If you are of my generation you will remember the scene in Karate Kid II where a Chinese Drum is used to great effect in the climax of the story. Actually I’ve just checked Wikipedia and seen that the one in the movie is a Den-Den Daiko, which is Japanese, but pellet drums exist across vast swathes of Eastern culture, so I’m guessing I can call this a Chinese Drum.
Anyway, the Karate Kid inspired my father to make my brothers and I some pellet drums from a few La Vache Qui Rit boxes when we were children and I have carried that memory for a very long time. When Red Ted Art recently set a musical instrument challenge, I knew that this was what I wanted to make.
You can use any round cheese box with two halves. I ended up using two lids from plastic containers. You need them to fit well together leaving a hollow gap between the two for acoustic purposes if you do. It’s why cheese boxes work so well.
One you have your ‘drum ‘ you need a handle: mine is an old paintbrush, but a wooden spoon or dowel would also work. Make sure it is smooth and comfortable as you roll this between your palms to make the sound.
You need a length of ribbon or string which is about double the width of the cheese box, and you need to tie buttons or beads to each end.
These are the three primary components.
First off you will need to cut a small hole in the side of your box- a semi-circle in both halves- that will accommodate the handle. Once you have done this, then lay one side of the box face down on the table. Place the handle in place through the hole: if it’s long enough it should stretch all the way to the upper edge of the inside of the box for support, but this is not essential. Next, lay the string or ribbon across the box at right angle to the handle with an even amount of string hanging over each edge.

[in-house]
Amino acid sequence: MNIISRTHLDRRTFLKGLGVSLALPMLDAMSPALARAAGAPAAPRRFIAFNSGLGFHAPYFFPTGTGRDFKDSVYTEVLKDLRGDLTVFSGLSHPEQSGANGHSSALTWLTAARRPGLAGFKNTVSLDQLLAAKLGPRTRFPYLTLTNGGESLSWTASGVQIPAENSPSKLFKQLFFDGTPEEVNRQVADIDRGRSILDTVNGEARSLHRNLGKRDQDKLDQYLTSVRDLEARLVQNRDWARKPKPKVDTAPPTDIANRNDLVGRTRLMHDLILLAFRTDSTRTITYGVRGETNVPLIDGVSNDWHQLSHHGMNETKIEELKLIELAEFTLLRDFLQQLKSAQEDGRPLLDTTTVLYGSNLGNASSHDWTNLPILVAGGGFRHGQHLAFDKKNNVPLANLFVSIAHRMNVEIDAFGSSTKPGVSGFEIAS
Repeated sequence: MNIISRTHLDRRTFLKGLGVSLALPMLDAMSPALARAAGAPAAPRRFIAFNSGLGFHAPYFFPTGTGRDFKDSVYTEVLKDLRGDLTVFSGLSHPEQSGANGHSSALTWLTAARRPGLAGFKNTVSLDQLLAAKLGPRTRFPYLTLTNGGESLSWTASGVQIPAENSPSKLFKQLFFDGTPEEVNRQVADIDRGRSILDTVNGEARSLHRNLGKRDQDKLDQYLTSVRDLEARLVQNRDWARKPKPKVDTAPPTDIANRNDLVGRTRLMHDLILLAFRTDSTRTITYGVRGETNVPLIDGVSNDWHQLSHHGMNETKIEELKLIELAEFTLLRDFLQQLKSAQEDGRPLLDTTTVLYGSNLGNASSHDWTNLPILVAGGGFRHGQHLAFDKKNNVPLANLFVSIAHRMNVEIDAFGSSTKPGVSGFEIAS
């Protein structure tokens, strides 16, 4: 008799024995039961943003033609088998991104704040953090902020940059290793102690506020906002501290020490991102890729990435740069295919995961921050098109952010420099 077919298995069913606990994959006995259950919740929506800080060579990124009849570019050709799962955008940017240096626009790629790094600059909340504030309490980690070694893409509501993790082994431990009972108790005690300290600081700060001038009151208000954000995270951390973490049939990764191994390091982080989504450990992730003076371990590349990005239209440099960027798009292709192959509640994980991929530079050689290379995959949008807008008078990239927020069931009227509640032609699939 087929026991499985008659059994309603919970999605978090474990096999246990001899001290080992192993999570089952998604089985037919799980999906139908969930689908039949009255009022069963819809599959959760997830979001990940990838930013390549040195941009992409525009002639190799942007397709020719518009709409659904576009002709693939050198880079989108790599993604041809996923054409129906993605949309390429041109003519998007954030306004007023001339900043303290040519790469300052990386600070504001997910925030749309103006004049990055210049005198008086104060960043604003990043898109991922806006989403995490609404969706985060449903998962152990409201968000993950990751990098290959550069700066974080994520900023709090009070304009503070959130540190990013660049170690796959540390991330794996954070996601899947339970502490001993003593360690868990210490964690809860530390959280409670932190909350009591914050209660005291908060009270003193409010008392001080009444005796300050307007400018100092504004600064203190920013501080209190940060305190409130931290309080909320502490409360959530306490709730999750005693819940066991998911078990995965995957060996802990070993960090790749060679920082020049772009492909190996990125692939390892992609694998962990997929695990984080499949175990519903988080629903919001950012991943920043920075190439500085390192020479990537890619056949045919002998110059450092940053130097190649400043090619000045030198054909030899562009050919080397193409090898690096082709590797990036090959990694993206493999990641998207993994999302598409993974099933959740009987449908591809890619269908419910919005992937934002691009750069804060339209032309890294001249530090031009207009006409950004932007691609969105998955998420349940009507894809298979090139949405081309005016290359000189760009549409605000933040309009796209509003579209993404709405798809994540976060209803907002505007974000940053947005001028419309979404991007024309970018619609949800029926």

This is how you need to seal the box up. Glue the handle in place, then the two edges of the string or ribbon, then finally glue the other section of the drum on top, flat edge facing you, with the string and handle sealed inside. Leave to dry.
This, essentially is your drum, which you play by rolling the handle between your two palms, ‘drum’ sticking up like a giant lollipop. As the ‘drum’ carcass rotates, the two ends of string will spin from side to side and the beads/buttons on their exposed ends will strike each drum face creating the noise..
To make mine more robust I ended up using papier mache to cover the drum which I painted when dry. You should then seal the colour with a varnish/PVA topcoat as the paint will flake if the drum gets a lot of use.